Aliphatic vs Aromatic Amines
The best and the most significant difference between aliphatic and aromatic amines is the structural difference between the two compounds. Aliphatic amines are the amine compounds in which Nitrogen is bonded to only alkyl groups, and aromatic amines are the amine compounds in which Nitrogen is bonded to at least one of the aryl groups. This structural difference leads to all other differences in their properties such as reactivity, acidity, and stability.
What are Aliphatic Amines?
In aliphatic amines, Nitrogen is directly bonded to only alkyl groups and Hydrogen atoms. The number of alkyl groups varies from one to three. Depending on the number of attached alkyl groups, they are called “primary amines” (only one alkyl group -1o), “secondary amines”(two alkyl groups – 2o), and “tertiary amines”(three alkyl groups – 3o).
All aliphatic amines are weak bases like ammonia, but they are slightly stronger bases than ammonia. They all have nearly the same base strength of Pkb = 3-4. Basicity increases as the hydrogen groups on Nitrogen atom are replaced by alkyl groups. Tertiary amines are more basic than primary and secondary amines.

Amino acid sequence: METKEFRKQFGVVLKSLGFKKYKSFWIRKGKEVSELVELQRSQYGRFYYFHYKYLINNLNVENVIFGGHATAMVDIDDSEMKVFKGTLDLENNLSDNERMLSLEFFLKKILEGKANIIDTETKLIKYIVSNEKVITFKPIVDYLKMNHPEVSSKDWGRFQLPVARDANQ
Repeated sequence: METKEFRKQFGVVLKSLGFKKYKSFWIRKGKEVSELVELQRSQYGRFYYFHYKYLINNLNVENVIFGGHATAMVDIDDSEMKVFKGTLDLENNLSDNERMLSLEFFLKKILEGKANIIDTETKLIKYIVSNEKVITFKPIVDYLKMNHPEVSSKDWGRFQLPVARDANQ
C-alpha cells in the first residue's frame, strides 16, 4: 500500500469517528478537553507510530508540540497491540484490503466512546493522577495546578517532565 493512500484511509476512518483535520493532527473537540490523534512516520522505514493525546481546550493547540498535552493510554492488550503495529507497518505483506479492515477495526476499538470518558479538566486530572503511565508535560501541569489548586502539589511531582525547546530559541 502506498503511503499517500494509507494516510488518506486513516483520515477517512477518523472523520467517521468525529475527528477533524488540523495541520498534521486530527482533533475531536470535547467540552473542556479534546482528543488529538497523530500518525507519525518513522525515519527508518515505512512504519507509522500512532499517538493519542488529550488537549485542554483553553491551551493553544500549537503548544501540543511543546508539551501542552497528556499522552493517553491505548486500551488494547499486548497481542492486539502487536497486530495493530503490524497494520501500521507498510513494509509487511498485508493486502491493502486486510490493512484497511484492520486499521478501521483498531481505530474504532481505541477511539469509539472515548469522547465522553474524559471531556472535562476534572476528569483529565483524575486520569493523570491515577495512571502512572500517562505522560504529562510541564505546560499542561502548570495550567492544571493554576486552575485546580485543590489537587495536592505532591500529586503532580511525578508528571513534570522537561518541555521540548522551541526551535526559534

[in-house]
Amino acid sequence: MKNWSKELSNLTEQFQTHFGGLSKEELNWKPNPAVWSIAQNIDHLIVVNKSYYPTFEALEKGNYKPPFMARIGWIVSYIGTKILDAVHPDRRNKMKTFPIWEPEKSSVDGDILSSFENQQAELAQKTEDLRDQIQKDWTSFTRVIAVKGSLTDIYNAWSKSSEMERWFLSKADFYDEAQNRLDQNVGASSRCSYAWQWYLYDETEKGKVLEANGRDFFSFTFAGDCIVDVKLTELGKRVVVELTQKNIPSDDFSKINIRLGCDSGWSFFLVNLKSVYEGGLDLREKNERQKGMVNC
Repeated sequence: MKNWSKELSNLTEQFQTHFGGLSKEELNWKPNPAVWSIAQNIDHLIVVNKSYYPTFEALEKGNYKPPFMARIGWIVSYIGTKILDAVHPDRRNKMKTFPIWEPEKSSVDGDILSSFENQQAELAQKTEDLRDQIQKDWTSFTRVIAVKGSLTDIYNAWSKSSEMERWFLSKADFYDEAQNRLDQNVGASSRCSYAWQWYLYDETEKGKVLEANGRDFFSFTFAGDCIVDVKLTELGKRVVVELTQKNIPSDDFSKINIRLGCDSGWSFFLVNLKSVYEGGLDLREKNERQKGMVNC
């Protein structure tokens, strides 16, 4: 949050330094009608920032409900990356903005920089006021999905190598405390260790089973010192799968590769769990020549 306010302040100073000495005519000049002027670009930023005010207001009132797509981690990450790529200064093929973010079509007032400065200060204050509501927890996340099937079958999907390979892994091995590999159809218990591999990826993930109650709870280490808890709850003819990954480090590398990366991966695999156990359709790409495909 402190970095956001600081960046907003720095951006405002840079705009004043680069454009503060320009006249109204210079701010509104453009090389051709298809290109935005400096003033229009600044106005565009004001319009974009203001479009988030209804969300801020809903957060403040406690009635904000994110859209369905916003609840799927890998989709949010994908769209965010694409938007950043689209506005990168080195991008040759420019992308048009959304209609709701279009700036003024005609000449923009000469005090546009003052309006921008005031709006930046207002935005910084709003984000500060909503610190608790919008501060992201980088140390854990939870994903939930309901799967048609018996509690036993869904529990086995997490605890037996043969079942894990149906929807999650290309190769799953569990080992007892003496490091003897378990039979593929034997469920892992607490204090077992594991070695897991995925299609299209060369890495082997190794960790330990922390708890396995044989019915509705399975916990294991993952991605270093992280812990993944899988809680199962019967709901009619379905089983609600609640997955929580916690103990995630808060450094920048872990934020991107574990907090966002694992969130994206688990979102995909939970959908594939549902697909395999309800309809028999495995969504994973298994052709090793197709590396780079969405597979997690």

When Nitrogen is one of the atoms in a ring, they are called heterocyclic amines. Piperidine and Pyrollidine are two examples for aliphatic heterocyclic amines.
What are Aromatic Amines?
In aromatic amines, Nitrogen is directly attached to at least one benzene ring. Depending on the number of groups attached to the nitrogen atom, they are categorized as “primary,” “secondary” and “tertiary” amines. “Aryl amines” is another name for aromatic amines. Similar to aliphatic amines, primary and secondary aromatic amines can form intermolecular hydrogen bonds. Therefore, boiling points of primary and secondary amines are relatively higher than the tertiary amines.
There are heterocyclic aromatic amines; pyrrole and pyrydine are two examples for them.
What is the difference between Aliphatic and Aromatic Amines?
• Alkyl amines do not contain benzene rings that are directly attached to Nitrogen atom.
• But, in aromatic amines, there is at least one benzene ring directly attached to the Nitrogen atom.
• Aliphatic amines can have aromatic rings as long as Nitrogen is directly attached to a Carbon atom.
• Aliphatic amines are stronger bases than aromatic amines. This is basically due to the stability of the cation that forms after the ionization. In other words, alkyl ammonium ions are more stable than aryl ammonium ions. Because, alkyl groups are electron-releasing groups and hence partially delocalize the positive charge on the Nitrogen atom.
• Aliphatic heterocyclic amines are also stronger bases than aromatic heterocyclic amines.
• Examples for aliphatic heterocyclic amines are Piperidine and Pyrollidine.
• Examples for heterocyclic aromatic amines are pyrrole and pyrydine.
Images Courtesy: Pyrollidine and Pyridine via Wikicommons (Public Domain)
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